CORVALLIS - Purchased ladybird beetles are not a very effective pest control for your home garden for a couple of reasons.
Commercial ladybug collecting destroys natural habitat and may injure or stress many ladybugs, say Oregon State University entomologists Jack DeAngelis and Amy Dreves. And the ladybugs don't necessarily stay put in your yard once you release them there.
"Lady beetles or ladybugs are collected from wild populations," explained DeAngelis, entomologist with the OSU Extension Service. "Commercial collectors may inadvertently destroy natural habitat while gathering these creatures. Off-road vehicles are sometimes used to get to ladybug collecting sites that are generally in otherwise pristine areas. And in the process of collecting, packing, storage and release, many beetles are so injured they are no longer effective predators. Many are killed as well."
Artificially-introduced adult lady beetles rarely stay around unless there is plenty to eat.
"In the spring, wild captured ladybug adults are ready to exert some of their penned up energy by flying about," added Amy Dreves, program assistant for the OSU-based statewide Master Gardener Program. "I find they are not interested in hanging out, especially if there is not a good supply of food in front of them.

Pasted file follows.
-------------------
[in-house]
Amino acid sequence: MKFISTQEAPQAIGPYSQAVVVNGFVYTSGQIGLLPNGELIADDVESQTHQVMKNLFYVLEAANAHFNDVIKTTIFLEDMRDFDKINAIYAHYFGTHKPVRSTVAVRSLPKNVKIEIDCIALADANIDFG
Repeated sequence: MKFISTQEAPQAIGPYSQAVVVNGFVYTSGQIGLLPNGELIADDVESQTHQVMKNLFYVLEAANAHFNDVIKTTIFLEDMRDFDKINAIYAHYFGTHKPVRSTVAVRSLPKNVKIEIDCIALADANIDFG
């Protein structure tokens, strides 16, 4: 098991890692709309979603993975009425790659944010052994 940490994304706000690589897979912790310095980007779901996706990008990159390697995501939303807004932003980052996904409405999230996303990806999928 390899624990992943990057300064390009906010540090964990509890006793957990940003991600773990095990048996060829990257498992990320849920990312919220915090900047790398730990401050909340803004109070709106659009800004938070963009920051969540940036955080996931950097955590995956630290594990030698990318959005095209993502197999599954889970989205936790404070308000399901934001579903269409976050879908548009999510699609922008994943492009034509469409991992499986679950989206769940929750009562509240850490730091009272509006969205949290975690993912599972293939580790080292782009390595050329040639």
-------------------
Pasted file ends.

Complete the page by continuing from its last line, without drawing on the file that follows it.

"Also, different species of ladybugs have specific food preferences," continued Dreves. "Some ladybugs prefer tree aphids, some like rose aphids, some prefer only crucifer (broccoli, cabbage, Brussels sprouts, cauliflower) aphids. Some ladybugs are generalist feeders."
More effective biological controls for the home garden might include purchasing other predators besides adult ladybugs. Lacewings, predatory mites, aphid predators and parasites and predatory bugs are more apt to stay around than roving ladybug adults, said DeAngelis.
"Lacewings are probably the best general purpose predator for home gardens," he said.
Deal only with suppliers that provide you with clear information on how natural predators should be used, he advised.
The best way to keep the natural enemies of pest species such as ladybugs around is to limit the use of broad spectrum insecticides to control garden pests. They kill pests and beneficials alike. Instead, use selective and non-persistent "biorational" pesticides like soaps, oils and microbials if you need to chemically control pests.
Also, grow a good array of plants that beneficials can use for food and shelter. To keep a good arsenal of predators around, grow a mix of yarrow, wild buckwheat, white sweet clover, tansy, sweet fennel, sweet alyssum, spearmint, Queen Anne's lace, hairy vetch, flowering buckwheat, crimson clover, cowpeas, common knotweed, caraway and black locust.
If you have questions about the identity of a specific creature in your garden, contact the Master Gardener program at your local county office of the OSU Extension Service.